Month: April 2019

Robin Hood (2018)

Robin Hood comes in arrows blazing for a solid thirty minutes. After a light prelude introducing Rob of Loxley (Taron Egerton) and horse thief Marian (Eve Hewson) as lovers, it sweeps into action. Rob receives his conscription papers from the Sheriff of Nottingham (Ben Mendelsohn) and immediately ships off to the Crusades where he witnesses startling brutality against the Saracens at the hands of his commander, Gisborne (Paul Anderson). When a botched attempt at heroism goes awry, he is shipped back home, except it’s a home he no longer recognizes. His estate has been ransacked, the people have been driven to a neighboring mining town, and the Sheriff has consolidated his power. What’s a young lord to do?

Rob of course. But lest you think this is a tale of hardscrabble bandits pinching pennies from nobles and retreating into the woods, director Otto Bathurst is here to tell you otherwise. This is not Errol Flynn and there are no men in tights. Instead, Robin Hood is a pounding origin story, one that throws together elements of a war film and a heist thriller with occasional nods to medieval England. It seeks to speak to the times, not unlike every other Robin Hood remake, and so borrows from a visual language today’s audiences know well. The most striking example of this is the opening dogfight between the English and the Saracens, a scene that one could easily mistake from a contemporary war movie. There’s nary a tunic nor cut of chainmail in sight. Instead, camouflaged leather uniforms double as arrow-proof vests, though surely nothing can be effective against the bump stocks on those Saracen bows.

It’s the Crusades as you’ve never seen them before, which is to say something along the lines of dystopian medieval steampunk? The film’s style is hard to pin down since it’s all over the place, but frankly, it matters less what look they’re going for and more that the rest of the movie doesn’t match the art department’s early ambition. The second and third acts are punctuated by plenty of flying arrows and explosions but lack defining moments and a good handle on plot. Rob, under the tutelage of his wartime enemy Yahya (Jamie Foxx in a somewhat magical role), lazily Anglicized to “John,” gains increasing favor with the Sheriff all the while staging bigger and bolder heists on the wartime coffers. His efforts are thwarted, however, by something involving the Church, machinations I didn’t care enough about to sort out.

The relationship between Rob and Marian also isn’t enough to set the story alight. Egerton and Hewson, dedicated as they are, have the look of kids playing at love, and their characters’ romance takes a high school turn when Will (Jamie Dornan) replaces Rob by Marian’s side after his reported death in the Crusades. They settle on an uneasy truce because they’re fighting against a common enemy though maybe not for the same cause. If the writers really wanted to shake things up, they should have made Will the main character. As an aspiring politician, he’s far more interesting and conflicted, but poor Jamie Dornan and his beautiful accent are relegated to lots of scowls and inaudible grunts in dark corners.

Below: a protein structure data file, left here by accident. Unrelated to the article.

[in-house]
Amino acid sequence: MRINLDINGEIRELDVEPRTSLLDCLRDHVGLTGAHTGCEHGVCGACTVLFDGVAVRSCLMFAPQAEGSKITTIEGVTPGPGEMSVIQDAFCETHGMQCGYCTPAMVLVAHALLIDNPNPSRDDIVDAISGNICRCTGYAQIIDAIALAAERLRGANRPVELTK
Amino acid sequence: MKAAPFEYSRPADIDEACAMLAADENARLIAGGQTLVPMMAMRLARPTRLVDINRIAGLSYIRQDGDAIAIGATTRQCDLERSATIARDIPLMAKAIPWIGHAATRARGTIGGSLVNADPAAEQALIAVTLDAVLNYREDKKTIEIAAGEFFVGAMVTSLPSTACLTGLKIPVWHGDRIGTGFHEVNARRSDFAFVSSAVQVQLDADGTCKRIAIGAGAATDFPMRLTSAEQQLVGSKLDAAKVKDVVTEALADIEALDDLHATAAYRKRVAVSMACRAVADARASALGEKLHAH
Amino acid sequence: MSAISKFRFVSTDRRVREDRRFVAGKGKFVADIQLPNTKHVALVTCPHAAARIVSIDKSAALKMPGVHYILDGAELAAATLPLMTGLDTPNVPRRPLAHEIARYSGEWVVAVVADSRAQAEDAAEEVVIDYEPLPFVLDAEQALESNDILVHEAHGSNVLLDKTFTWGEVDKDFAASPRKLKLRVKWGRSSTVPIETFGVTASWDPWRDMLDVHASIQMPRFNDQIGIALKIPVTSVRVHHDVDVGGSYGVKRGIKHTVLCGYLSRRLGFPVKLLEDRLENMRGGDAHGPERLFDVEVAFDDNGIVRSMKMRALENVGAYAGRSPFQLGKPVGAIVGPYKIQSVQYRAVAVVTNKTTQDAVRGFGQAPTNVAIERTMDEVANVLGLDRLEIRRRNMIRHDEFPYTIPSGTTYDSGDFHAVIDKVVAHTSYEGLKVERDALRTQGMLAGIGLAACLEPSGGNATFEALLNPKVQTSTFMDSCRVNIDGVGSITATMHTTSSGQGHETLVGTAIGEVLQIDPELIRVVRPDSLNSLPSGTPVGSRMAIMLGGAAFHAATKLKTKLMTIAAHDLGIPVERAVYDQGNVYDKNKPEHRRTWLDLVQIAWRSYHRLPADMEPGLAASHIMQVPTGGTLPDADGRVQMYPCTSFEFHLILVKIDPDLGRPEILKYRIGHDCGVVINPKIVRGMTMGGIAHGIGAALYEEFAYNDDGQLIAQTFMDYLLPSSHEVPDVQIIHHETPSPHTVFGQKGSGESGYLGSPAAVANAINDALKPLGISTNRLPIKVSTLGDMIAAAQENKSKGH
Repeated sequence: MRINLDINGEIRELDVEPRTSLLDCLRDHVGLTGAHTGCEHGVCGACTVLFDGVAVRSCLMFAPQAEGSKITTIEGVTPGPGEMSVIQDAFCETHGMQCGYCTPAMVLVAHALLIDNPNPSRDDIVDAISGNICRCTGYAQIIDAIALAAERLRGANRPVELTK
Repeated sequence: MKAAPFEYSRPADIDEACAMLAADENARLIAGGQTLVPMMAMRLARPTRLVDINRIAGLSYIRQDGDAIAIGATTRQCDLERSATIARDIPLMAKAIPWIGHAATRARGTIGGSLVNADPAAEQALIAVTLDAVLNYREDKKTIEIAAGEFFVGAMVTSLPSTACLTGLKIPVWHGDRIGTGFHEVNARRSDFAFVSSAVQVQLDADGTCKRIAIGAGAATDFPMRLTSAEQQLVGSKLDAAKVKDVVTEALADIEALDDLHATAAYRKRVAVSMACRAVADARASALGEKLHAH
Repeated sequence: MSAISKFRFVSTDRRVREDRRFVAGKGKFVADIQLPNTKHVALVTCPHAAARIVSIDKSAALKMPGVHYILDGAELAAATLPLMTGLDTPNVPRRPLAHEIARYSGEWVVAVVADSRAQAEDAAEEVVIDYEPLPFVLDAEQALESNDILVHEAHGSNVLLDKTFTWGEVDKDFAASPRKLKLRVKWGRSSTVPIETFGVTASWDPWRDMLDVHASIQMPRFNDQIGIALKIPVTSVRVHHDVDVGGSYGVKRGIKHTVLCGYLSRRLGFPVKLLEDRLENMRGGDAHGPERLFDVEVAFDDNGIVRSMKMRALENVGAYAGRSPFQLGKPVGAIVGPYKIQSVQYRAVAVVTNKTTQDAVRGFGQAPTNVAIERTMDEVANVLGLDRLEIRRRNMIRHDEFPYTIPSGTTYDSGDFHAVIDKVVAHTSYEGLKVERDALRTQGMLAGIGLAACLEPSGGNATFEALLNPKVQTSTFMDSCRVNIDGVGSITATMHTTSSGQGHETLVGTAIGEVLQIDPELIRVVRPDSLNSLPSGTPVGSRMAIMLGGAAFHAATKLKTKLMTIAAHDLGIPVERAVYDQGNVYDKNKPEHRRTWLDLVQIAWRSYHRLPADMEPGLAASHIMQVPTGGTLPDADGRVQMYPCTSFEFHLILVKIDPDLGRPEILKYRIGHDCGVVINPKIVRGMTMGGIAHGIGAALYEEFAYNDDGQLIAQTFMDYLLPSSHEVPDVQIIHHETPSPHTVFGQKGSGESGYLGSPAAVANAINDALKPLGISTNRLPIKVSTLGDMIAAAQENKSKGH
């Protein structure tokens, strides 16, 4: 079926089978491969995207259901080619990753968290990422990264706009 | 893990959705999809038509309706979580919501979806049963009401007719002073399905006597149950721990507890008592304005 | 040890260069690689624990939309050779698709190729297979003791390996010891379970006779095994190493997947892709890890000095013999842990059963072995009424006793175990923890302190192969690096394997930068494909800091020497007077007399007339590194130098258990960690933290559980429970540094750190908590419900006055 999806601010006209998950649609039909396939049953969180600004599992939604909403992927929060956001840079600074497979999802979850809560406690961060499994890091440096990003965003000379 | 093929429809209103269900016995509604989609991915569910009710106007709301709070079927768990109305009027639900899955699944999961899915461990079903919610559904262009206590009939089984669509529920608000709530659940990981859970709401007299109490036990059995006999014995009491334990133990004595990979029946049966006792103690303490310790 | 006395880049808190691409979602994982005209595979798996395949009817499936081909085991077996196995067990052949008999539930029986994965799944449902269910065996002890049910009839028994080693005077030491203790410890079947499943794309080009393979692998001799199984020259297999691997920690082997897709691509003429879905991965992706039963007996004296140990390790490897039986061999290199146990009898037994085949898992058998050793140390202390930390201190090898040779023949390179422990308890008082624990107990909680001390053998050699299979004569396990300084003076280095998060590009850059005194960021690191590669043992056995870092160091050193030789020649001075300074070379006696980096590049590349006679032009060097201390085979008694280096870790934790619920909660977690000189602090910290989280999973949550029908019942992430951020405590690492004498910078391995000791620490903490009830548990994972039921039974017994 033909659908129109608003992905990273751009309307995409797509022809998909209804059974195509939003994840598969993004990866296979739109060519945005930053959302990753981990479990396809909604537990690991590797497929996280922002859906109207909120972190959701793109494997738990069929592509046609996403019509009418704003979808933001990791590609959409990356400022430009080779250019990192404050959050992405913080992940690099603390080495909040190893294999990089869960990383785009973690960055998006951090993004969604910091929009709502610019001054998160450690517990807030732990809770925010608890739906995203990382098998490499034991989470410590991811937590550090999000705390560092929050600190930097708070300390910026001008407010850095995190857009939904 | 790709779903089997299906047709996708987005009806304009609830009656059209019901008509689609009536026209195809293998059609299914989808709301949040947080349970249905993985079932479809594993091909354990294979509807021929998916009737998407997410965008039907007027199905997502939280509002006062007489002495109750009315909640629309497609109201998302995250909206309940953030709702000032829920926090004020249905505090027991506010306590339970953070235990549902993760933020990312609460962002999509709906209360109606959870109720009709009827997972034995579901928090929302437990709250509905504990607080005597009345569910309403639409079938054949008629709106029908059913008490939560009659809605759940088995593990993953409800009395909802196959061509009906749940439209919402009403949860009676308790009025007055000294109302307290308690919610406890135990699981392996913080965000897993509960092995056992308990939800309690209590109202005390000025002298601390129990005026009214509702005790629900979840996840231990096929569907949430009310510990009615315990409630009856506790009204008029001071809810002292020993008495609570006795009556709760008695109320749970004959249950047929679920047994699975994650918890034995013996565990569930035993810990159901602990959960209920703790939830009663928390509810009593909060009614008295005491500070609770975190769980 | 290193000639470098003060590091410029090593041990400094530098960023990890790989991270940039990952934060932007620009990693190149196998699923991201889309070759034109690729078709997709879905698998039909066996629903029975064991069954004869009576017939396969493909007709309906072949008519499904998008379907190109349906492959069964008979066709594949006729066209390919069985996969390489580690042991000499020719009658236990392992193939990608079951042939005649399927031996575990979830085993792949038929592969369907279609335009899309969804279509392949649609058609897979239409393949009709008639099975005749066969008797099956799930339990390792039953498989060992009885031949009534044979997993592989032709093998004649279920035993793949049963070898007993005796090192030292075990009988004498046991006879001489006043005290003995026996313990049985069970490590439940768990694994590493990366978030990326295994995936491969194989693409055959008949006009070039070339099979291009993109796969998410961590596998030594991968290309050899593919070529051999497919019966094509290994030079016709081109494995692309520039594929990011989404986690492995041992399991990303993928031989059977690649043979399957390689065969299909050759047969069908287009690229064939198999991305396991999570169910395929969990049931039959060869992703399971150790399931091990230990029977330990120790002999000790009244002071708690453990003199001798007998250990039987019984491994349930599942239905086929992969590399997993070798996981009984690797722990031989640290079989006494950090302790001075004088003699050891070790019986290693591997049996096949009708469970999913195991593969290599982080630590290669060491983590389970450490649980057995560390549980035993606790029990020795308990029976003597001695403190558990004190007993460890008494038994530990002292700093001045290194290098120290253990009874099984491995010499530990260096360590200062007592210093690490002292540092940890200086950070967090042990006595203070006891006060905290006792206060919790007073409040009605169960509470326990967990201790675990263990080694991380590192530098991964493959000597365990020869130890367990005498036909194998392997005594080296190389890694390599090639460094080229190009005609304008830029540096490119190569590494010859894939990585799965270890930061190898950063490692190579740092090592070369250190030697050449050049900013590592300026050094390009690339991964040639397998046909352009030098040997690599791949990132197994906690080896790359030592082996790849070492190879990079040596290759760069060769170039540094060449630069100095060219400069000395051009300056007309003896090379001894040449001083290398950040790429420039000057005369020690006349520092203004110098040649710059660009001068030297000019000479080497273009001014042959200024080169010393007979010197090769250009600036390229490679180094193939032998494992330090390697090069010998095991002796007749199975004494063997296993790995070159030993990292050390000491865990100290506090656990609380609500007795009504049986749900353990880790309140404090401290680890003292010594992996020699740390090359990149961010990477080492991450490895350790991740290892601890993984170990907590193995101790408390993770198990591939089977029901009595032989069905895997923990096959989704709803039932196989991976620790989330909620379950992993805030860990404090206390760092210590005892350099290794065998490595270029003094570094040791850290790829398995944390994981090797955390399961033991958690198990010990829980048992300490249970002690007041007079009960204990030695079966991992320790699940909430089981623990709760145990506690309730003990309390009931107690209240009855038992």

The filmmakers also leave the movie’s social political commentary half-formed. The Sheriff is a recognizable authoritarian figure, lifting words and ideas from right wing texts of today. Cloaked in a resplendent overcoat and perched high above the masses, he booms about “barbarians in Arabia [who] hate us, our freedom, our culture, our religion.” The Sheriff’s remedy is a war tax levied on the poor so that they can defend the homes and jobs they no longer have against foreign invaders who just want you to stop killing their kids in their own land. The comparison is at once obvious, cliché, and fair, but it also gets lost in the fury of action and never rises to a powerful indictment of the times that we need. The early condemnations about foreign wars being yet one more way for the rich to steal from the poor should be the overriding message and might have been had it not been blown to smithereens alongside the coin vaults and getaway carriages.

Released: 2018
Prod: Jennifer Davisson, Leonardo DiCaprio
Dir: Otto Bathurst
Writer: Ben Chandler, David James Kelly
Cast: Taron Egerton, Jamie Foxx, Ben Mendelsohn, Eve Hewson, Tim Minchin, Jamie Dornan, Paul Anderson, F. Murray Abraham
Time: 116 min
Lang: English
Country: United States
Reviewed: 2019

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Morning Show Mysteries: Countdown to Murder (2019)

Countdown to Murder is my favorite Morning Show Mystery thus far, and I like it best for reasons unrelated to the murder or mystery. In this fourth episode of the series, some of the minor regulars get a chance to shine, Billie’s romantic relationship finally picks up, and Ian proves to be the best boyfriend detective in the whole Hallmark lineup. That the mystery successfully keeps you guessing is a nice bonus.

The countdown refers to a children’s song, which seems to give clues both about the killer and who will be killed. Toy ducks are left at the scene of the crime or at the doorstep of those who might be targeted next. The first victim is Art, the owner of a local grocery chain. Once again, everywoman Billie (Holly Robinson Peete) has a connection to the deceased and gets drawn into the case.

She comforts Art’s children, Jay (Andrew Francis) and Tess (Tara Wilson), who point to the son of their father’s former partner as the possible suspect. Edmond (Vincent Gale) has a motive; he wanted to sell the stores but couldn’t after he lost a legal battle with Art. Furthermore, the company’s board wrested control from him. The reason seems legit, but it also seems like misdirection after Jay, Tess, and Edmond’s wife, Olivia, are less than forthcoming about their own relationships with and grudges against Edmond and even Art.

Naturally, Hawk (David Paetkau), the junior detective is a jerk about Billie’s hunches, which often prove to be right. I can’t wait until we get the subplot where he’s demoted to desk duty since he’s useless in the field and an arrogant SOB. Thank goodness everyone else around Billie contributes to solving the case and is a decent human, well, everyone except her co-anchor on their Seattle morning show. Lance (David Lewis) has been lurking around the last few episodes. He always manages a snarky line or two, but he really lets his inner diva out this time. I quite like prima donna Lance, and his antics not only serve the plot but also highlight ethical issues in news reporting.